Real Madrid: New Super League would pay for €570m Bernabéu revamp
Real Madrid would be in line to receive a cash injection of €583 million for joining the proposed new European Super League, which would explain Florentino Pérez's support for the project.
British paper The Times recently published an exclusive report on the 18-page dossier that lays out the foundations of the European Super League being sought by the continent’s elite clubs, and which is strongly supported by Real Madrid president Florentino Pérez.
One of the major factors in the Madrid president’s support for the project will be the financial gains on the table. According to the Times report, each of the 15 founding clubs will receive €350 million, plus another €233 million for stadium reforms. Madrid, then, could bank on a €583 million cash injection that would be enough to pay off the Bernabéu renovation project, for which the club requested a loan of €570 million.
The Super League project revealed by The Times outlines an attempt to close off the highest level of football to the continent’s 15 most powerful clubs. Real Madrid, Barcelona and Atlético Madrid are the Spanish teams that are involved in this project, which FIFA, UEFA and even the European Commission are all firmly against.
But for Madrid, aside from the much-needed financial boost in these times of crisis, the Super League means ensuring – as it does for the other 14 founding clubs – their supremacy in European football. Below are the highlights of the unveiled project.
$350 million for each Super League founding club
According to the document, that is the amount that is assured from the outset for each of the 15 founding clubs – six clubs from England, three from Spain, three from Italy, two from Germany and one from France. In addition to those 15 fixed members, there would be another five places open to clubs assessed on sporting merits. These five would be the only ones that change each year.
$3.5 billion more for facility upgrades
The document also reveals that the investment bank JP Morgan Chase (which is also involved in the loan for the Bernabéu revamp) is willing to give $3.5 billion to promote the Super League project, which would be shared out among the 15 founding members ($233 million each), for facility upgrades or to restore part of the income lost due to the Covid-19 crisis.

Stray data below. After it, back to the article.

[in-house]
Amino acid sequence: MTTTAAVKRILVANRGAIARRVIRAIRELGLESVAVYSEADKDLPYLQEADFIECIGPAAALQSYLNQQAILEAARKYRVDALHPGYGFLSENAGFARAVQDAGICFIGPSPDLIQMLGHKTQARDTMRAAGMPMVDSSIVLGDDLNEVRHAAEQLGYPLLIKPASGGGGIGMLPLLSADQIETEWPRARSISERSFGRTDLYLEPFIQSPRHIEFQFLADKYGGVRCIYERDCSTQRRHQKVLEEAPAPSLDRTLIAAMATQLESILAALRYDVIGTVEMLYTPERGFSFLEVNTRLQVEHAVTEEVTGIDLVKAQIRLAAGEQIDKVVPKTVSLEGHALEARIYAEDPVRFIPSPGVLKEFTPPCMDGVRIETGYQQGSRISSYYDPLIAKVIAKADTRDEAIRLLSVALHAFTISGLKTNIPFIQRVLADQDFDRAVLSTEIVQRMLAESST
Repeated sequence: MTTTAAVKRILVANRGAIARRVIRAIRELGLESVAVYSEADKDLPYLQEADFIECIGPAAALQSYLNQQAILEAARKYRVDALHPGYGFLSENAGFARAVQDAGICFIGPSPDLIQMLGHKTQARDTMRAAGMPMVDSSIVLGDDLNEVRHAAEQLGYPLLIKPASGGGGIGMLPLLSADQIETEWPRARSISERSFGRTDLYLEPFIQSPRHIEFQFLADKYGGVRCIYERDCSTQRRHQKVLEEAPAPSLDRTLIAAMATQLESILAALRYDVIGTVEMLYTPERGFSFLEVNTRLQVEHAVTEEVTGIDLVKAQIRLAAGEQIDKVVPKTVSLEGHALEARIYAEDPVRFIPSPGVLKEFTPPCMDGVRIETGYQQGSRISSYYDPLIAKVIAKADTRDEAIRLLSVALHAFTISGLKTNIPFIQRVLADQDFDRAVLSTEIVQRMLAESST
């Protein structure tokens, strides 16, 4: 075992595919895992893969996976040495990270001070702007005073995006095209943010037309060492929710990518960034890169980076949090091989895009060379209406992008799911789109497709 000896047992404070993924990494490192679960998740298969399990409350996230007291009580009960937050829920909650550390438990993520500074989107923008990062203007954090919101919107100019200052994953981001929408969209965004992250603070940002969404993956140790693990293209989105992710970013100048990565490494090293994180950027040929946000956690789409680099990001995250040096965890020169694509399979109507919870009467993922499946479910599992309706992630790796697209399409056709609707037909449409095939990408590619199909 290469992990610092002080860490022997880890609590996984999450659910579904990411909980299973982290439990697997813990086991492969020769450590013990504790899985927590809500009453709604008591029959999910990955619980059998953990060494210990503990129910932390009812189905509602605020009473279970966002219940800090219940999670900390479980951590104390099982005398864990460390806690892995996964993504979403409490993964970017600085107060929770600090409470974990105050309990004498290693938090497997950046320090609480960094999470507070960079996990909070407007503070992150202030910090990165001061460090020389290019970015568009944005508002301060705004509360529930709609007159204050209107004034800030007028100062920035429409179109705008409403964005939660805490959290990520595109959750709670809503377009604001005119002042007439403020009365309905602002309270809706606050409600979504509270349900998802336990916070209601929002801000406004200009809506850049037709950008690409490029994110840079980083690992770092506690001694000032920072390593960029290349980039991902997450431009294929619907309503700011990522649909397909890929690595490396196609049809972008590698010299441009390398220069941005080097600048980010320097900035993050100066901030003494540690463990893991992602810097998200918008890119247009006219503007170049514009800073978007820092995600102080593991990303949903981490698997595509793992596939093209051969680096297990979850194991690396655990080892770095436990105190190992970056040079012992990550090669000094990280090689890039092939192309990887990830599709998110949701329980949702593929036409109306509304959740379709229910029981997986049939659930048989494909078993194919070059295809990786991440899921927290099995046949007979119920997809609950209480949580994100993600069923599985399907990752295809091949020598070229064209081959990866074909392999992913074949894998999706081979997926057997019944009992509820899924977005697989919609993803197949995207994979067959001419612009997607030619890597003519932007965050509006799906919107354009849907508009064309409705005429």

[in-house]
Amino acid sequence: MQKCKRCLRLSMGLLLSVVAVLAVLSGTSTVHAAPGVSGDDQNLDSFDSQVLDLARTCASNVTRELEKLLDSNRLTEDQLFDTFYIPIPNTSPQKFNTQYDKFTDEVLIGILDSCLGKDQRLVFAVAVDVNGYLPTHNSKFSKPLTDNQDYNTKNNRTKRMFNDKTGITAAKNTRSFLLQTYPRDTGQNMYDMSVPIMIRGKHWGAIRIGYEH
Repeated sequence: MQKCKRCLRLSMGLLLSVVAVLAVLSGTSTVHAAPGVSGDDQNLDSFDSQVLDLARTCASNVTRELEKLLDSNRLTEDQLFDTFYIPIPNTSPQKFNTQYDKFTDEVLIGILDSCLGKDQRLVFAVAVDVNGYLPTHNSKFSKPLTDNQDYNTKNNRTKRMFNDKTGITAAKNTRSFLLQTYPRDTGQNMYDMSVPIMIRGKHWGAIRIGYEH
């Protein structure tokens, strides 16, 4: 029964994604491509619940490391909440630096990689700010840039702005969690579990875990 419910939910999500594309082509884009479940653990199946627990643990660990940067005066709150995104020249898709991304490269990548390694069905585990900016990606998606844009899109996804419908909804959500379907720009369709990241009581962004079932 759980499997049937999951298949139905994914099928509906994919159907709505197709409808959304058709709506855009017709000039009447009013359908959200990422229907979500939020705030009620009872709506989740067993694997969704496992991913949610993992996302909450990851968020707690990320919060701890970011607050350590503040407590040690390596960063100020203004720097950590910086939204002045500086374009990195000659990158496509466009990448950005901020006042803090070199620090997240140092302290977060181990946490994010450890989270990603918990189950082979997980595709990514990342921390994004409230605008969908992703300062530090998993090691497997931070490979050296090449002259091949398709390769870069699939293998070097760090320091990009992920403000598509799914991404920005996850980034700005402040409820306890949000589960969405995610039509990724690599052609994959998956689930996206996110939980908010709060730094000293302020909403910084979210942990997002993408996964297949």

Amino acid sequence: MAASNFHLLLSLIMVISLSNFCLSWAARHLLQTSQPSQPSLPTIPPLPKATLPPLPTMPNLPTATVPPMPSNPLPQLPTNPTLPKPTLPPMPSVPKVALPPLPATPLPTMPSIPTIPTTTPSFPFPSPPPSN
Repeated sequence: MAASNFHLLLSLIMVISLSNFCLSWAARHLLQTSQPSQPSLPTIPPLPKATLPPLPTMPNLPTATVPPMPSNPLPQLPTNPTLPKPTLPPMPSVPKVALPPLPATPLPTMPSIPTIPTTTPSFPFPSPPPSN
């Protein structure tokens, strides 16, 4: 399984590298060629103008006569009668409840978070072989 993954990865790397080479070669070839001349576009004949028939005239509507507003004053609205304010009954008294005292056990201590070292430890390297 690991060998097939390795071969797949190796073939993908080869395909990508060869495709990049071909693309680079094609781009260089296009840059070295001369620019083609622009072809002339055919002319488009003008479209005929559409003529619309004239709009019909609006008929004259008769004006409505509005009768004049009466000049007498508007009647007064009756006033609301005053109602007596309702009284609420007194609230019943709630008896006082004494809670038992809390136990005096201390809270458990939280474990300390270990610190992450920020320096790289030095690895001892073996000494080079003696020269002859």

Super League competition structure (more matches)
The initial idea raised in the dossier is to play during the week and continue participating in the national leagues. The Super League would be made up of two groups of 10 teams each, with each team playing a home and away fixture against the other teams in their group.
The top four teams from each group would then go directly to the quarterfinals. The quarter and semi-finals would be two-leg ties, with the final being a one-off game. Therefore, the teams would play a total of between 18-23 games. Currently teams play between 6-13 games in the Champions league.
Super League gives more power for the elite clubs
The competition would also ensure much higher television income than what the Champions League currently provides, and even more so for the 15 founding clubs, who would each receive a larger portion of TV revenues than the five qualifying clubs that change each year.
The Super League would also entitle those 15 clubs to show four games around the world through its own digital platforms, which would further increase income.
Since The Times unveiled the content of the 18-page dossier, talk has turned to the new 'Super Champions League’ that UEFA plans to launch in 2024, with UEFA president Aleksander Ceferin negotiating with clubs such as Real Madrid in a bid to establish the revamped version of the competition.
Real Madrid support for Super League
Nevertheless, Florentino Pérez has made Madrid's position clear regarding the European Super League at the club's General Assembly in December.
“This club has been a part of every innovation and has protected these innovations in our sport. It was the only club to be a founding member of FIFA in 1904, together with seven national federations. In 1955, L’Équipe and Real Madrid were the driving forces behind the creation of the European Cup - a revolutionary moment that changed the history of the game,” Pérez told delegates.
“Without all these changes, football wouldn’t have become what it is today - and we need a new change. Football has to face up to this new period […]. Reform of the game cannot wait; we have to tackle it. We have the responsibility to fight for this change.”
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